What’s it all about?
Roseland, Chicago: 1972 is the story of Steve Bertolucci, a 10-year-old Roselander in 1972, and what becomes of him. If you’d like to dive right in, click here.
Roseland is a storied neighborhood on the South Side of Chicago. Roselanders have always come from modest means, the kind of people who know both work and family are usually hard. Two famous native Roselanders are Elliot Ness and Dick Butkus. (Hint: The Untouchables, the Bears.)
Chicago is the third largest city in the United States, having lost second place to Los Angeles in 1984. Chicago doesn’t really believe that. Here, Sears Tower is still the tallest building in the world. What’s that? Willis Tower? Never heard of it.
1972 was a strange, bitter, wonderful year—for Steve, and probably anyone alive at the time. President Richard Nixon was strange enough to start with, and then he also went to China. Worldwide, 58 planes got hijacked, 28 from U.S. airlines, and 14 people got killed in the process. Congress sent the Equal Rights Amendment out to the states so people could debate whether women should be full legal human beings, and some women were among the loudest voices yelling “No.”
Kwai Chang Caine strode wisely through the TV west on Kung Fu. Ms. Magazine hit the newsstands. The Godfather exploded through local theaters, and the December cover of Mad Magazine featured a Corleone family wedding picture with Alfred E. Neuman as the ring bearer, holding a big black gun on a white satin pillow. Peter Buxtun, a 27-year-old U.S. Public Health Service worker, blew the whistle on the infamous Tuskegee Experiment by leaking the story to the Associated Press. Legendary halfback Gale Sayers retired from the Chicago Bears and football, after a disastrous comeback performance in a preseason game. A fan wrote to the Bears asking for a team photo and got back an 8 x 10 glossy of Dick Butkus, which may or may not have been a deliberate commentary on the state of the club.
The White Sox signed Dick Allen.
Giant corporation Miller Brewing bought beloved local beer Meister Brau, leaving Chicago without a single brewery. On May 6, a Dolly Madison delivery truck swerved out of its lane on the Dan Ryan Expressway and crashed against a guard rail because the driver was trying to read the electronic message below the 80-foot wide red neon Magikist Lips sign at 85th Street.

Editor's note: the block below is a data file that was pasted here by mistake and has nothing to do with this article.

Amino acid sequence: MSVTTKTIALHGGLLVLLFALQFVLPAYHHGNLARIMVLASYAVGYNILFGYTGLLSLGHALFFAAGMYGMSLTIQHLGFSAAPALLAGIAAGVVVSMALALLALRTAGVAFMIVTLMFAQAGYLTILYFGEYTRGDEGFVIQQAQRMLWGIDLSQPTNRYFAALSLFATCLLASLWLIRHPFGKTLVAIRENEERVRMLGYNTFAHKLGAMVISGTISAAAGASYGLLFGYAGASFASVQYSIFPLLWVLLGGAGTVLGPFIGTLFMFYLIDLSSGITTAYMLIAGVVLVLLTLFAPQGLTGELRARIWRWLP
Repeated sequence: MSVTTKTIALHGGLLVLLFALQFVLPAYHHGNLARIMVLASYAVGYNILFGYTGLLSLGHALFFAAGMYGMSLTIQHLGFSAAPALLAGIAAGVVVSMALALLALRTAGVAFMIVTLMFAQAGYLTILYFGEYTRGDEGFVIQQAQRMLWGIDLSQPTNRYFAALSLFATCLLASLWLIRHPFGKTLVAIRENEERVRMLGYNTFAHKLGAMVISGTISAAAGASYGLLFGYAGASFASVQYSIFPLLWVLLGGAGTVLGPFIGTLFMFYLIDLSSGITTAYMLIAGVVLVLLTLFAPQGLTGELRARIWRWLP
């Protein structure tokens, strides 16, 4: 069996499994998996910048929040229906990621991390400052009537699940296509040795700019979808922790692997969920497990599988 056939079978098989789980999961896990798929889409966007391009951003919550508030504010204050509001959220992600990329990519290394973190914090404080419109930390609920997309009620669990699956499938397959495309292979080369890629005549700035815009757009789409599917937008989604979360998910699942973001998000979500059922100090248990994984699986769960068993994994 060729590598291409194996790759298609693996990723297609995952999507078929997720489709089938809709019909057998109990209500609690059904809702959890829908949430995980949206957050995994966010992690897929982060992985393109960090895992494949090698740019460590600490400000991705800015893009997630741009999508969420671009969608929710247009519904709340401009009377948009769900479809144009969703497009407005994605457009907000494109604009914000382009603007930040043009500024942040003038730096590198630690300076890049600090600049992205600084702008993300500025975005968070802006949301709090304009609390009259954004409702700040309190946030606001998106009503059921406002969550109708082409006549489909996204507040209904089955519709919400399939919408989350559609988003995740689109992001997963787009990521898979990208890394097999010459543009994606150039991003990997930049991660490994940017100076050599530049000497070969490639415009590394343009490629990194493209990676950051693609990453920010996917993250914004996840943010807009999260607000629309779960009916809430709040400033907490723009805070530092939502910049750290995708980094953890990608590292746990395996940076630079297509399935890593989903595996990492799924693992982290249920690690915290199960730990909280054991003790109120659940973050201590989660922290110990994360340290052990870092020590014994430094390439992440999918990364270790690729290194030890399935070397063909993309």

A 9-year-old girl was hit by napalm and tore off her burning clothes as she ran screaming down a road from her South Vietnamese village, after it was bombed by South Vietnamese planes trying to drive out occupying North Vietnamese forces. American combat troops left Vietnam by the end of November, though the heaviest U.S bombing campaign of the entire war began in late December and drew condemnations from world leaders, including the Pope. It was called the “Christmas bombing.”
Please note that no sensitivity reader has pored over this “About” section, or the chapters to come. Enter at your own risk. If you believe no one should ever read about words, ideas or events that are ugly and disturbing, then 1972 is no place for you. Neither is any other year with which I am familiar.
I will be your guide through Steve’s story. Call me TBD, for now. We’ll address that further in Chapter Three.
Subscribers will receive new chapters emailed to their inboxes monthly. Due to email constraints, most chapters will be split into several posts, which means several emails. Chapter endings will be signified with a small rose, like the one below this paragraph. Previous chapters will be available in this substack’s archives.
For now, Steve's story is free. Take a peek at Chapter One: A Good Life Ruined and Chapter Two: The Conference Room Windows, to see more of what you’d be getting into. Chapter One is a brief overview with some housekeeping details, and Chapter Two begins Steve’s story.
And check out @RoselandChi1972 on Twitter! I’ll post at least one item every day under the heading THIS CRAZY DAY IN 1972, culling material from Chicago’s then five newspapers. Also, any day 50 years ago that Mike Royko wrote a column in the Chicago Daily News, you’ll find a short synopsis and a quote in MIKE ROYKO 50 YEARS AGO TODAY.
Addendum: So it turns out not everyone enjoys social media. I hear you. I will post weekly compilations here on Sundays of THIS CRAZY DAY IN 1972 and MIKE ROYKO 50 YEARS AGO TODAY, so those will be on the Substack as well as appearing weekly in subscriber emailboxes, for anyone with an interest.
If you’re not immediately repelled, why not subscribe? It’s free, after all. You’ll receive a new chapter monthly via email, and find out why I am spending so much time on the story of this one guy.
And why not SHARE?
Maybe you know someone else who would enjoy reading about a ten-year-old Italian-American kid on the South Side of Chicago in 1972. Didn’t your parents teach you to share?